I hated being cooped up

The most difficult thing was being cooped up in the hospital room. I had about two or three days where I felt like I was living in a nightmare and I couldn't get out. I had books, I had books on tape, I had cross-stitch, and I could not concentrate on anything. For somebody who is used to being active and used to being in control of what they're going to do, it was very difficult. And, I became very depressed. I reached a point where they told me that I could go outside of the hospital and walk around the courtyard. So I would push my IV pole around this courtyard. I would set so many laps for myself and I would do a few and then sit, then do a few more and sit. And then I would come back and I would put on music and I forced myself to do some cross-stitch. When I got tired of doing that, I forced myself to read a book. And when that didn't work, I would go back out and walk. And once they let me out of the hospital, then I seemed to be able to settle into a routine.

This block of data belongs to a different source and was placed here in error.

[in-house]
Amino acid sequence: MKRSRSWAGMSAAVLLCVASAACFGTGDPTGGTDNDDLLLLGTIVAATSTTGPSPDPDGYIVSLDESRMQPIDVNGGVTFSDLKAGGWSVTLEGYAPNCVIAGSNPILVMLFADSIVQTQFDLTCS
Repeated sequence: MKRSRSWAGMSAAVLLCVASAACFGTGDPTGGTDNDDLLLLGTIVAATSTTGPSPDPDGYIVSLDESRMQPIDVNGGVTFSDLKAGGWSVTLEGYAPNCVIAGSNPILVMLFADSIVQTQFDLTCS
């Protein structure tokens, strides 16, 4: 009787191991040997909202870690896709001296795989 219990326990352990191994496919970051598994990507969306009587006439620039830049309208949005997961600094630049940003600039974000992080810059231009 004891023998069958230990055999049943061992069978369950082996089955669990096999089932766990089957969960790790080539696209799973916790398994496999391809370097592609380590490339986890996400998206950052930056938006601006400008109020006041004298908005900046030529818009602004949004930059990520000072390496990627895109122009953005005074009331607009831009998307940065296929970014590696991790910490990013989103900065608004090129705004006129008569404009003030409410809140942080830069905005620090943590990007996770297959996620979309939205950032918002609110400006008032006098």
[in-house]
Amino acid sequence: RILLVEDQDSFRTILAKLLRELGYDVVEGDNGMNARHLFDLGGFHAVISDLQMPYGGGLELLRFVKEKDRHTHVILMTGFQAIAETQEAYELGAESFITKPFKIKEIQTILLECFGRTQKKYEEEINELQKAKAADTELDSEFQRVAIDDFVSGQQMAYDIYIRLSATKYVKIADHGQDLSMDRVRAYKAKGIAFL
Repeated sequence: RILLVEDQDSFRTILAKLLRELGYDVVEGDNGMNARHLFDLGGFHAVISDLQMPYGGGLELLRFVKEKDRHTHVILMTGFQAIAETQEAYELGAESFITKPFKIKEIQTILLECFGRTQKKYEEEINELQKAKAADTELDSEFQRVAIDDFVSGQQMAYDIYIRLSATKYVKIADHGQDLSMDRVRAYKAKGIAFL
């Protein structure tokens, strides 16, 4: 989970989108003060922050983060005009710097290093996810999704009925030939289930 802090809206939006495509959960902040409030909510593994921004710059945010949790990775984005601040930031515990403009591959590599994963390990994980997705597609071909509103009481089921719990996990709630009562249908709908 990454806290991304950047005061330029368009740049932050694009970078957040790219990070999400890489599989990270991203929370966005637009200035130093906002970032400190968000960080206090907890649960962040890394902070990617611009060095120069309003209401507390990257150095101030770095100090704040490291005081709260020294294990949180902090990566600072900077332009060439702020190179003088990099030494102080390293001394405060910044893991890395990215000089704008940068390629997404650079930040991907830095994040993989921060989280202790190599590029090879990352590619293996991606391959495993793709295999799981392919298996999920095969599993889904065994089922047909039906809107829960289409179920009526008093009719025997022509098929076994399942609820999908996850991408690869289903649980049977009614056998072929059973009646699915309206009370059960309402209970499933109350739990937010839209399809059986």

© 1999 Michigan State University
Communication Technology Laboratory